Shower/Tub Material Differences


  #1  
Old 04-30-04, 02:44 PM
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Shower/Tub Material Differences

Just to provide some assistance to those shopping, here are some issues that may help you in deciding which way to go.

There are three primary types of tub and shower units:

1. Gel-coated fiberglass
2. Acrylic reinforced with fiberglass
3. Acrylic backed with a structural composite.

Now side by side, these products look very similar, however there are important differences.

The gel-coat products, when constructed with high quality ingredients, can be very hard and durable. The manufacturing process is critical, as the liquid gel-coat must be applied evenly on the molds at the correct temperature. Gel-coated products if damaged or scratched can be repaired with great success. Repairs performed correctly are permanent and virtually invisible.

Acrylic units are usually constructed using large sheets of solid colored acrylic plastic. These sheets are heated so that they soften. The softened sheets are then stretched over a mold to achieve the desired shape of the shower or tub unit. This stretching process, however, sometimes causes the acrylic to be very thin as it stretches around corners. Those units with the highest percent of acrylic tend to offer higher performance levels. Repairs to these units are not always successful.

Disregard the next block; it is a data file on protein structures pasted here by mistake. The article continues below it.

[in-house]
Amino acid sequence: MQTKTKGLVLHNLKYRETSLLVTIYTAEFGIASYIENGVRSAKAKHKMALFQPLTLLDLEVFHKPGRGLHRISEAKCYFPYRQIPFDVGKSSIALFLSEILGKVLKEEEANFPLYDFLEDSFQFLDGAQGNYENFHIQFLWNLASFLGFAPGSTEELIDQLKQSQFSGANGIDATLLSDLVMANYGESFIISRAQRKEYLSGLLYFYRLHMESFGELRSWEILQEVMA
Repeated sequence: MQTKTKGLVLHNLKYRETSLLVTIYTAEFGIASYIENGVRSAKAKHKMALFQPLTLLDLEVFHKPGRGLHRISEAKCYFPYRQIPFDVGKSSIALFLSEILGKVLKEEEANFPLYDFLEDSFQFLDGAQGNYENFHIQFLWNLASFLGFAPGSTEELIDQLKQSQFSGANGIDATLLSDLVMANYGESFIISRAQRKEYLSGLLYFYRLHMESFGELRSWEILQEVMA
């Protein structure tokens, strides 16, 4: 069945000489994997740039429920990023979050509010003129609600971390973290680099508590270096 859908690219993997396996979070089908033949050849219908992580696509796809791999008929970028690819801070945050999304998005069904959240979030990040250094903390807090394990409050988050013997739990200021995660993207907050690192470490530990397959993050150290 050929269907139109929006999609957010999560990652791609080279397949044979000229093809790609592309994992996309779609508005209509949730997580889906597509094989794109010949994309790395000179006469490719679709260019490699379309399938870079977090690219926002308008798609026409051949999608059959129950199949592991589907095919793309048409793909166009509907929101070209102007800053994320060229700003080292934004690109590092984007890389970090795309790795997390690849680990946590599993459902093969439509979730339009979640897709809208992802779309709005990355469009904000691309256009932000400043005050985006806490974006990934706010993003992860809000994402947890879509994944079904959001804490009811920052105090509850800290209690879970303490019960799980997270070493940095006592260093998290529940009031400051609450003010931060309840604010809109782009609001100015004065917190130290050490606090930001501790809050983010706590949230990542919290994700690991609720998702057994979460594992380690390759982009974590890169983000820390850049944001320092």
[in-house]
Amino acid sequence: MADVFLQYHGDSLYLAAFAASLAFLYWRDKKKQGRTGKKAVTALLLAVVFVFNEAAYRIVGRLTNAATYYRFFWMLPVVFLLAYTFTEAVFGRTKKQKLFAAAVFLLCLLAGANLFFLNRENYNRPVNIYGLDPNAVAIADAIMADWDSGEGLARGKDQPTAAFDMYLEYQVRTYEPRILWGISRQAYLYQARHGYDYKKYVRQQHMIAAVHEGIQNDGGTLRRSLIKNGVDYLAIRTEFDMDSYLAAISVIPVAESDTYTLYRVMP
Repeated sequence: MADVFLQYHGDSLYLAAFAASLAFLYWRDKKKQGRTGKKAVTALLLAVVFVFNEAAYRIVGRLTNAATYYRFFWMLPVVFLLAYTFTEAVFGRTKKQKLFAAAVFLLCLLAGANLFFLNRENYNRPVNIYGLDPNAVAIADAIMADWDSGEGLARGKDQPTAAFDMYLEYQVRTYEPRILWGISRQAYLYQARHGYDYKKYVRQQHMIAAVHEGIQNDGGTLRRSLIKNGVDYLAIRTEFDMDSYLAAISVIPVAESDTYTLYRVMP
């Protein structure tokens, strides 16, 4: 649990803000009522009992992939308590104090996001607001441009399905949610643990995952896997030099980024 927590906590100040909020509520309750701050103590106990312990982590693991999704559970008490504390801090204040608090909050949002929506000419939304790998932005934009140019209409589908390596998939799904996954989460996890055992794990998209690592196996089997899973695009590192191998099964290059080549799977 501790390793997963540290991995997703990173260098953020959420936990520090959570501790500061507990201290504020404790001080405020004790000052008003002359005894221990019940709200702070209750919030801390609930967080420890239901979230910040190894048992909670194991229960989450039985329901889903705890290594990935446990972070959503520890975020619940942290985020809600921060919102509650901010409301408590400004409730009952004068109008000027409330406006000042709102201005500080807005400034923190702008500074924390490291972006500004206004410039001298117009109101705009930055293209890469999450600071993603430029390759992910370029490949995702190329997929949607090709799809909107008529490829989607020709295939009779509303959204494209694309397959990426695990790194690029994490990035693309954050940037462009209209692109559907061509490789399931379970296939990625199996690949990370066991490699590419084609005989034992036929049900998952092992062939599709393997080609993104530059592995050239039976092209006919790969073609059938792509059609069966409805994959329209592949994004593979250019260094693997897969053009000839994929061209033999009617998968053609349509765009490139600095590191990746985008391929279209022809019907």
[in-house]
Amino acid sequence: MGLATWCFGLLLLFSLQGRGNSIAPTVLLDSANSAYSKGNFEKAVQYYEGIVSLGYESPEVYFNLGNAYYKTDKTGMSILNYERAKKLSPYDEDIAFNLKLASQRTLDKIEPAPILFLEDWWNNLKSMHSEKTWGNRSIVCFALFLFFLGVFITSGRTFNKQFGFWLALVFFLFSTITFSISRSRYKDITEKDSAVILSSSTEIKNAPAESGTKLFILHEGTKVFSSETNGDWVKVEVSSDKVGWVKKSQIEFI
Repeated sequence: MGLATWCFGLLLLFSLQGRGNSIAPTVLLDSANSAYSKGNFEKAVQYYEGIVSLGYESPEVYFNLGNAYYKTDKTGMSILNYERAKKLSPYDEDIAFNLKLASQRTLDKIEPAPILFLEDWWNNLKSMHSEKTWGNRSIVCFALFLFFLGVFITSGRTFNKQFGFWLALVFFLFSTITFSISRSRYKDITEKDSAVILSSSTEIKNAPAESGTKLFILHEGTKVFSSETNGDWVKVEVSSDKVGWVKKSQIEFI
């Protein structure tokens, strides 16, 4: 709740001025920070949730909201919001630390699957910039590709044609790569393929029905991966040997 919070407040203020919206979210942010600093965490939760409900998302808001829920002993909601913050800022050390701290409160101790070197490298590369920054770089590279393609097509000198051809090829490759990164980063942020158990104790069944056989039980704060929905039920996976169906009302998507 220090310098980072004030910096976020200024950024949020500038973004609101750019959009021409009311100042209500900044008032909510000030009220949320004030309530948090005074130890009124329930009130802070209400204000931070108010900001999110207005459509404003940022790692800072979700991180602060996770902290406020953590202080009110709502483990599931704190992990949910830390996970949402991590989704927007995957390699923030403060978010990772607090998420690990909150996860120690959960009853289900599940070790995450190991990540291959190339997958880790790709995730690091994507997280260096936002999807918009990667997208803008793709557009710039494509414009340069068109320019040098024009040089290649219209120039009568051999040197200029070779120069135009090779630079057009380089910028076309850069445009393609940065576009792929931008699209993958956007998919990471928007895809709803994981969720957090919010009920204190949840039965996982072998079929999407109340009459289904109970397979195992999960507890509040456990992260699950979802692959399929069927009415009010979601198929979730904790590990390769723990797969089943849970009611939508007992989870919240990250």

Many homeowners in the past were dissatisfied with the fact that the floors of these units flexed like oil cans. Some of the acrylic units backed with composites have addressed this problem. The other units often need to be set in wet plaster (5 gal pail of pre-mixed joint compound) or mortar to provide a solid base. This may be required or recommended in the installation instructions.

The care of either cast iron units or the alternatives is important. Never use cleansers that contain abrasives, as these can scratch both cast iron and plastic fixtures. If you simply make a practice of cleaning the tub or shower area every two weeks, you will avoid the heavy soap buildup that often necessitates heavy scrubbing. Virtually every manufacturer has a recommended cleaner that they strongly suggest you use. Follow these instructions and you will have a beautiful tub and shower area for many years.